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### PETE 411Well Drilling

### Casing Design

### Read Applied Drilling Engineering, Ch.7

### Casing Design

### Casing Design - Why run casing, cont’d

### Types of Strings of Casing

### Types of Strings of Casing

### Example Hole and String Sizes (in)

### Example Hole and String Sizes (in)

### Example Hole and String Sizes (in)

### Classification of CSG.

### Casing Threads and Couplings

### API Design Factors (typical)

### Casing Design

### Casing Design

### Casing Design - Tension

### Casing Design - Burst(from internal pressure)

### Casing Design - Burst

### Burst Example

### Example

### Collapse Pressure

### Collapse Pressure

### Casing Design

### Casing Design - Collapse

### Casing Design - Collapse

### Example 2

### Example 2

### Example 3

### Example 3 cont’d

### Example 3 - cont’d

Lesson 17Casing Design

Why Run Casing?

Types of Casing Strings

Classification of Casing

Wellheads

Burst, Collapse and Tension

Example

Effect of Axial Tension on Collapse Strength

Example

HW #9 Due 10-18-02

What is casing?

Casing

Cement

Why run casing?

1. To prevent the hole from caving in

2. Onshore - to prevent contamination of fresh water sands

3. To prevent water migration to producing formation

4. To confine production to the wellbore

5. To control pressures during drilling

6. To provide an acceptable environment for subsurface equipment in producing wells

7. To enhance the probability of drilling to total depth (TD)

e.g., you need 14 ppg to control a lower zone, but an upper zone will fracture at 12 lb/gal.

What do you do?

Diameter Example

16”-60” 30”

16”-48” 20”

8 5/8”-20” 13 3/8”

1. Drive pipe or structural pile

{Gulf Coast and offshore only} 150’-300’ below mudline.

2. Conductor string. 100’ - 1,600’

(BML)

3. Surface pipe. 2,000’ - 4,000’

(BML)

Diameter Example

7 5/8”-13 3/8” 9 5/8”

4 1/2”-9 5/8” 7”

4. Intermediate String

5. Production String (Csg.)

6. Liner(s)

7. Tubing String(s)

Hole Size

Pipe Size

36”

26”

17 1/2

12 1/4

8 3/4

Structural casing

Conductor string

Surface pipe

IntermediateString

Production Liner

30”

20”

13 3/8

9 5/8

7

Hole Size

Pipe Size

36”

26”

17 1/2

12 1/4

8 3/4

Structural casing

Conductor string

Surface pipe

IntermediateString

Production Liner

30”

20”

13 3/8

9 5/8

7

Structural casing

Conductor string

Surface pipe

IntermediateString

Production Liner

Mudline

250’

1,000’

4,000’

1. Outside diameter of pipe (e.g. 9 5/8”)

2. Wall thickness (e.g. 1/2”)

3. Grade of material (e.g. N-80)

4. Type to threads and couplings (e.g. API LCSG)

5. Length of each joint (RANGE) (e.g. Range 3)

6. Nominal weight (Avg. wt/ft incl. Wt. Coupling) (e.g. 47 lb/ft)

e

API round threads - short { CSG }

API round thread - long { LCSG }

Buttress { BCSG }

Extreme line { XCSG }

Other …

See Halliburton Book...

Required

10,000 psi

100,000 lbf

10,000 psi

Design

11,250 psi

180,000 lbf

11,000 psi

Collapse 1.125

Tension 1.8

Burst 1.1

Normal Pore Pressure Abnormal Pore Pressure 0.433 - 0.465 psi/ft gp > normal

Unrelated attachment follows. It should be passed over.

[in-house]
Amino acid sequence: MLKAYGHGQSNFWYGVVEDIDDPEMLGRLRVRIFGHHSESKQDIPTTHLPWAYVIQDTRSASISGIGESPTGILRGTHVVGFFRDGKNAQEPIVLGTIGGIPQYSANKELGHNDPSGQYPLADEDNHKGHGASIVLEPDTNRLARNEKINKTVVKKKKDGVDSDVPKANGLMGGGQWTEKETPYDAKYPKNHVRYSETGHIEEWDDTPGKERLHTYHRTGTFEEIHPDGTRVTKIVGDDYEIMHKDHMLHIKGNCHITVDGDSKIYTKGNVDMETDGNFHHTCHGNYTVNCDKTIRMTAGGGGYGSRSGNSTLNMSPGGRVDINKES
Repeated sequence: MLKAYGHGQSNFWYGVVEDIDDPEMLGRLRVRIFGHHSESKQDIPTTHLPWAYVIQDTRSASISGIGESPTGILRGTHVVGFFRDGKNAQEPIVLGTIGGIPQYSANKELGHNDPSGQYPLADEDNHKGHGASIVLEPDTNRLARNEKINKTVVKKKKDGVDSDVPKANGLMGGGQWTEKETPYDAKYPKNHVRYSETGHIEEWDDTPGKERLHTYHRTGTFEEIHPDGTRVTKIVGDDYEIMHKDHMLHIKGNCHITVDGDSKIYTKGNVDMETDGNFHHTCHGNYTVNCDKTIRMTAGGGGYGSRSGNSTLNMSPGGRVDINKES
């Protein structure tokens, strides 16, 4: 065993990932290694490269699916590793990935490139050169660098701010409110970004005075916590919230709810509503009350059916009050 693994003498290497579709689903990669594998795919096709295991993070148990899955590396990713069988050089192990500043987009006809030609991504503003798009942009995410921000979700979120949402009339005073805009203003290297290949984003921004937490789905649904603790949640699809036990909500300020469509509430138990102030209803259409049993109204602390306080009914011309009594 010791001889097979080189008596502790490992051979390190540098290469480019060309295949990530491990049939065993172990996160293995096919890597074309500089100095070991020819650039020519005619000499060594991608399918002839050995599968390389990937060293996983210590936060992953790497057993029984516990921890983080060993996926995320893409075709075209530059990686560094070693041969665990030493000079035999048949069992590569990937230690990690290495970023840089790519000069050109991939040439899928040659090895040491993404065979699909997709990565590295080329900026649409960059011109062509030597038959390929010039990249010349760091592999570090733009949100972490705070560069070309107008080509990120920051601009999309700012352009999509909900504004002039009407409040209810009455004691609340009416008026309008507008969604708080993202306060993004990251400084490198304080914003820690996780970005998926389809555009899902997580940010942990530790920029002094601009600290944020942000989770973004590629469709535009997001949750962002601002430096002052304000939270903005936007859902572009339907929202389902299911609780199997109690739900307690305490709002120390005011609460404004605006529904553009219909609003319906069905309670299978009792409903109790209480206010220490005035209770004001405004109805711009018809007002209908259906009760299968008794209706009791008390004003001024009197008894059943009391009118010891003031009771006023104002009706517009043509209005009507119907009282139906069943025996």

X-mas Tree

Wing Valve

Choke Box

Master

Valves

- Wellhead
- Hang Csg. Strings
- Provide Seals
- Control Production from Well

Tension

Depth

Burst

Collapse

Burst: Assume full reservoir pressure all along the wellbore.

Collapse: Hydrostatic pressure increases with depth

Tension: Tensile stress due to weight of string is highest at top

Collapse

STRESS

Burst

Collapse(from external pressure)

Yield Strength Collapse

Plastic Collapse

Transition Collapse

Elastic Collapse

Collapse pressure is affected by axial stress

Casing Design - Collapse

Internal Yield Pressure for pipe

Internal Yield Pressure for couplings

Internal pressure leak resistance

Internal Pressure

p

p

Example 1

Design a 7” Csg. String to 10,000 ft.

Pore pressure gradient = 0.5 psi/ft

Design factor, Ni=1.1

Design for burst only.

1. Calculate probable reservoir pressure.

2. Calculate required pipe internal yield

pressure rating

3. Select the appropriate csg. grade and wt. from the Halliburton Cementing tables:

Burst Pressure required = 5,500 psi

7”, J-55, 26 lb/ft has BURST Rating of 4,980 psi

7”, N-80, 23 lb/ft has BURST Rating of 6,340 psi

7”, N-80, 26 lb/ft has BURST Rating of 7,249 psi

Use N-80 Csg., 23 lb/ft

The following factors are important:

The collapse pressure resistance of a pipe depends on the axial stress

There are different types of collapse failure

There are four different types of collapse pressure, each with its own equation for calculating the collapse resistance:

Yield strength collapse

Plastic collapse

Transition collapse

Elastic collapse

Collapse pressure - with axial stress

1.

YPA= yield strength of axial stress equivalent grade, psi

YP= minimum yield strength of pipe, psi

SA= Axial stress, psi (tension is positive)

Yield Strength Collapse :

Plastic Collapse:

2. Calculate D/t to determine proper equation to use for calculating the collapse pressure

If Axial Tension is Zero:

Yield Strength Plastic Transition Elastic

J-55 14.81 25.01 37.31

N-80 13.38 22.47 31.02

P-110 12.44 20.41 26.22

Determine the collapse strength of 5 1/2” O.D., 14.00 #/ft J-55 casing under zero axial load.

1. Calculate

the D/t ratio:

2. Check the mode of collapse

Table on p.35 (above) shows that,

for J-55 pipe,

with 14.81 < D/t < 25.01

the mode of failure is plastic collapse.

Determine the collapse strength for a 5 1/2” O.D., 14.00 #/ft, J-55 casing under axial load of 100,000 lbs

The axial tension will reduce the collapse pressure as follows:

The axial tension will reduce the collapse pressure rating to:

Here the axial load decreased the J-55 rating to an equivalent “J-38.2” rating

…compared to 3,117 psi with no axial stress!

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